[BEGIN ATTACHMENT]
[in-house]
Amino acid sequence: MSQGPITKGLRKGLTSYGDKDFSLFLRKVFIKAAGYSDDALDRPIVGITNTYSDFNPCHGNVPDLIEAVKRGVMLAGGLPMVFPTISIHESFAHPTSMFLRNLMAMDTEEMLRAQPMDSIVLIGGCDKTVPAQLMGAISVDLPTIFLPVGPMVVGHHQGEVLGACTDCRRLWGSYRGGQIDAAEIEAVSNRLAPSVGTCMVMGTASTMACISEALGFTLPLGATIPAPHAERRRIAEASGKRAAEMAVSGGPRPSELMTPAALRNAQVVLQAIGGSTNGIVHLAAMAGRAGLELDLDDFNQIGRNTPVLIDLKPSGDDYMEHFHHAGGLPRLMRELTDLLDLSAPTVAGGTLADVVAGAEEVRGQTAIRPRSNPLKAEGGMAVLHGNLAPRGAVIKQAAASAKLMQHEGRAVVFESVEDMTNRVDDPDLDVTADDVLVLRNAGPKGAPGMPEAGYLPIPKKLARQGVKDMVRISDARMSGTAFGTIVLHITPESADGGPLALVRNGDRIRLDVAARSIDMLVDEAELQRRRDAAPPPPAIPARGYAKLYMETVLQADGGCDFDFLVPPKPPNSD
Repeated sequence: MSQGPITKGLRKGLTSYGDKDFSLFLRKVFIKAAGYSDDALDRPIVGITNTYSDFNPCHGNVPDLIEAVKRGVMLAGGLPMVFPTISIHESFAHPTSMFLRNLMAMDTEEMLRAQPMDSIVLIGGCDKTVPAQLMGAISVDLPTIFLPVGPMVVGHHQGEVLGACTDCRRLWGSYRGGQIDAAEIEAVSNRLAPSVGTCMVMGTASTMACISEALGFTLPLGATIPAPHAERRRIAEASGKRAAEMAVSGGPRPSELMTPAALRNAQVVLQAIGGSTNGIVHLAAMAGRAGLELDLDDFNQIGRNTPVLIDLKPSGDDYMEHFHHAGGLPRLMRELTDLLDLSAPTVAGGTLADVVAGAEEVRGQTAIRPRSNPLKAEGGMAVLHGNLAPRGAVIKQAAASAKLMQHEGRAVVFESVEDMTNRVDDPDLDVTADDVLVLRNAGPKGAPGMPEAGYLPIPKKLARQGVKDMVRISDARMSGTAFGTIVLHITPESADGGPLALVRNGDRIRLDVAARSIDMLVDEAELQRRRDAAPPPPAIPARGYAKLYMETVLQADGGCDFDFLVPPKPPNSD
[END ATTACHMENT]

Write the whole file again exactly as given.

[in-house]
Amino acid sequence: MSQGPITKGLRKGLTSYGDKDFSLFLRKVFIKAAGYSDDALDRPIVGITNTYSDFNPCHGNVPDLIEAVKRGVMLAGGLPMVFPTISIHESFAHPTSMFLRNLMAMDTEEMLRAQPMDSIVLIGGCDKTVPAQLMGAISVDLPTIFLPVGPMVVGHHQGEVLGACTDCRRLWGSYRGGQIDAAEIEAVSNRLAPSVGTCMVMGTASTMACISEALGFTLPLGATIPAPHAERRRIAEASGKRAAEMAVSGGPRPSELMTPAALRNAQVVLQAIGGSTNGIVHLAAMAGRAGLELDLDDFNQIGRNTPVLIDLKPSGDDYMEHFHHAGGLPRLMRELTDLLDLSAPTVAGGTLADVVAGAEEVRGQTAIRPRSNPLKAEGGMAVLHGNLAPRGAVIKQAAASAKLMQHEGRAVVFESVEDMTNRVDDPDLDVTADDVLVLRNAGPKGAPGMPEAGYLPIPKKLARQGVKDMVRISDARMSGTAFGTIVLHITPESADGGPLALVRNGDRIRLDVAARSIDMLVDEAELQRRRDAAPPPPAIPARGYAKLYMETVLQADGGCDFDFLVPPKPPNSD
Repeated sequence: MSQGPITKGLRKGLTSYGDKDFSLFLRKVFIKAAGYSDDALDRPIVGITNTYSDFNPCHGNVPDLIEAVKRGVMLAGGLPMVFPTISIHESFAHPTSMFLRNLMAMDTEEMLRAQPMDSIVLIGGCDKTVPAQLMGAISVDLPTIFLPVGPMVVGHHQGEVLGACTDCRRLWGSYRGGQIDAAEIEAVSNRLAPSVGTCMVMGTASTMACISEALGFTLPLGATIPAPHAERRRIAEASGKRAAEMAVSGGPRPSELMTPAALRNAQVVLQAIGGSTNGIVHLAAMAGRAGLELDLDDFNQIGRNTPVLIDLKPSGDDYMEHFHHAGGLPRLMRELTDLLDLSAPTVAGGTLADVVAGAEEVRGQTAIRPRSNPLKAEGGMAVLHGNLAPRGAVIKQAAASAKLMQHEGRAVVFESVEDMTNRVDDPDLDVTADDVLVLRNAGPKGAPGMPEAGYLPIPKKLARQGVKDMVRISDARMSGTAFGTIVLHITPESADGGPLALVRNGDRIRLDVAARSIDMLVDEAELQRRRDAAPPPPAIPARGYAKLYMETVLQADGGCDFDFLVPPKPPNSD